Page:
|States with highest number of electric vehicle charging stations||Number|
States with the fewest charging stations
Alaska, North Dakota, South Dakota, Wyoming and Montana represent the states with the fewest number of charging stations. This mostly reflects the same pattern found with electric car stats in these states.
|States with lowest number of electric vehicle charging stations||Number|
Common myths, misconceptions and concerns
While electric vehicle statistics show growth, overall the number of EV sales still represents a small portion of vehicle sales. This could be in part because of the common myths and concerns surrounding the various electric vehicles.
Many of the more common misconceptions are simply based on false information. These myths include:
- Myth #1: Electric vehicles do more damage to the environment than conventional vehicles. This myth likely started because of battery production and the amount of energy it takes to produce a battery for an EV. While work needs to be done to improve batteries, many studies support the idea that an EV still produces less greenhouse emissions than producing a battery, especially if a battery has been recycled.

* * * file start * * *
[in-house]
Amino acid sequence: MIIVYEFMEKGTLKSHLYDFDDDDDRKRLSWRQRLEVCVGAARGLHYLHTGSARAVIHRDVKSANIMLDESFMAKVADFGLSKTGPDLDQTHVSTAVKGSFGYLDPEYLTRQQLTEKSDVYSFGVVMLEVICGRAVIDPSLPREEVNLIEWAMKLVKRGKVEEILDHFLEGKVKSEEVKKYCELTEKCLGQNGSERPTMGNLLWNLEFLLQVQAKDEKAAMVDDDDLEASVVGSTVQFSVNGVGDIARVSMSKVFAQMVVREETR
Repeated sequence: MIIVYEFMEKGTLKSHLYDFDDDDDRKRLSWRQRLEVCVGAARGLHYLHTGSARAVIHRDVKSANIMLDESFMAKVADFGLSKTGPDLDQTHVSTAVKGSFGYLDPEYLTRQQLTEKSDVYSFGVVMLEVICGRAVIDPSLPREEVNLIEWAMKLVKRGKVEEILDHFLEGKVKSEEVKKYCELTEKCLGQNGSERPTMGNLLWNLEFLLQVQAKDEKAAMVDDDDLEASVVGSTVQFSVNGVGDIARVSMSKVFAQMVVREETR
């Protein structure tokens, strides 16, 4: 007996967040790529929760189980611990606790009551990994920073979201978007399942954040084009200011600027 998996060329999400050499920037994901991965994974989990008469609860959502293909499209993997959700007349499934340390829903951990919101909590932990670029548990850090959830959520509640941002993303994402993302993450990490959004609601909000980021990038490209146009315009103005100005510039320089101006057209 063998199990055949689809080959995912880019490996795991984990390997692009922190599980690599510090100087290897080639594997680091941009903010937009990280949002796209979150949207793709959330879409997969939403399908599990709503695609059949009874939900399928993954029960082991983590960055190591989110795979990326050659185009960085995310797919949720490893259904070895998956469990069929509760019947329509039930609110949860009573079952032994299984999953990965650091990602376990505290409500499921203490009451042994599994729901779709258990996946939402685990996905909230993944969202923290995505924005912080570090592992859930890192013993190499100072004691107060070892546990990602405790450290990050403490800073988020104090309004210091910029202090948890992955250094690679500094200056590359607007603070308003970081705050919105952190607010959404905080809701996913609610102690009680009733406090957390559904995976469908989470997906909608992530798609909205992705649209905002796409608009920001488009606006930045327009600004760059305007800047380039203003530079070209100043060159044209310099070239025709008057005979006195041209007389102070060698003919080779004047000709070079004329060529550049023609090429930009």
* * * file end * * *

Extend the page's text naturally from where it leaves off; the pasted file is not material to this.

- Myth #2: The range of EVs is limited. Most EV models can last around 200 miles per day on a charge, whereas the average driver travels about 100 miles per day. This means an EV is equipped to handle the driving of most people on a daily basis. And hybrid models can travel 550 to 700 miles compared to the average internal combustion (ICE) car’s range of 350 to 450 miles.
- Myth #3: Electric vehicles are not as safe as conventional vehicles. EVs must undergo the same testing and regulation associated with all other sedans and light trucks. Additionally, the batteries must pass and conform to a separate set of industry standards.
- Myth #4: There are not enough charging stations. Most EVs can plug into a standard outlet, which means you can charge the vehicle simply by plugging it in at home. When traveling, you can find over 46,000 charging stations located at various locations, including gas and retail outlets.
- Myth #5: Electric vehicles are only available in sedans. You can find both electric and hybrid-electric vehicles in other vehicle categories, including light trucks and the luxury market. As growth continues, more manufacturers will likely open up options in other categories.